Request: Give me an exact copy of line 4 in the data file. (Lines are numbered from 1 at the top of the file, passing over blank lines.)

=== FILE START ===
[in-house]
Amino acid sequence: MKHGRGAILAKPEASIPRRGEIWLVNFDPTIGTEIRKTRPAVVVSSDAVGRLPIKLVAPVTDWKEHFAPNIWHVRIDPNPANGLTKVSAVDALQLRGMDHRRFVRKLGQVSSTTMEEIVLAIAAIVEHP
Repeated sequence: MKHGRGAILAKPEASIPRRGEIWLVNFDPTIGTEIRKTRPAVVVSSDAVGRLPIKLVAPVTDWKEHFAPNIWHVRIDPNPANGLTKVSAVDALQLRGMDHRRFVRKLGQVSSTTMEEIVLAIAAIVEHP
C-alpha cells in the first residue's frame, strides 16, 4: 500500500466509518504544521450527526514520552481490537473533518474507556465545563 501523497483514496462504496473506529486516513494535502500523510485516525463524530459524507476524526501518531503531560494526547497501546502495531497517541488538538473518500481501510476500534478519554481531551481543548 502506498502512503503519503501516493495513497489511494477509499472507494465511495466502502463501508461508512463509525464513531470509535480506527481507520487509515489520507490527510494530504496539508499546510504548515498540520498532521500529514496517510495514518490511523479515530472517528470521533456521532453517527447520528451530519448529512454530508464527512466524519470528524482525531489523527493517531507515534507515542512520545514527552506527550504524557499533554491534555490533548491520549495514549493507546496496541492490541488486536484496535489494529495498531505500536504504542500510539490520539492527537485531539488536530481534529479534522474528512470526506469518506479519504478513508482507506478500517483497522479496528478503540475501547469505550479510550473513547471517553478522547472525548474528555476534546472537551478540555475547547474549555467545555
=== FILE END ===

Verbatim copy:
C-alpha cells in the first residue's frame, strides 16, 4: 500500500466509518504544521450527526514520552481490537473533518474507556465545563 501523497483514496462504496473506529486516513494535502500523510485516525463524530459524507476524526501518531503531560494526547497501546502495531497517541488538538473518500481501510476500534478519554481531551481543548 502506498502512503503519503501516493495513497489511494477509499472507494465511495466502502463501508461508512463509525464513531470509535480506527481507520487509515489520507490527510494530504496539508499546510504548515498540520498532521500529514496517510495514518490511523479515530472517528470521533456521532453517527447520528451530519448529512454530508464527512466524519470528524482525531489523527493517531507515534507515542512520545514527552506527550504524557499533554491534555490533548491520549495514549493507546496496541492490541488486536484496535489494529495498531505500536504504542500510539490520539492527537485531539488536530481534529479534522474528512470526506469518506479519504478513508482507506478500517483497522479496528478503540475501547469505550479510550473513547471517553478522547472525548474528555476534546472537551478540555475547547474549555467545555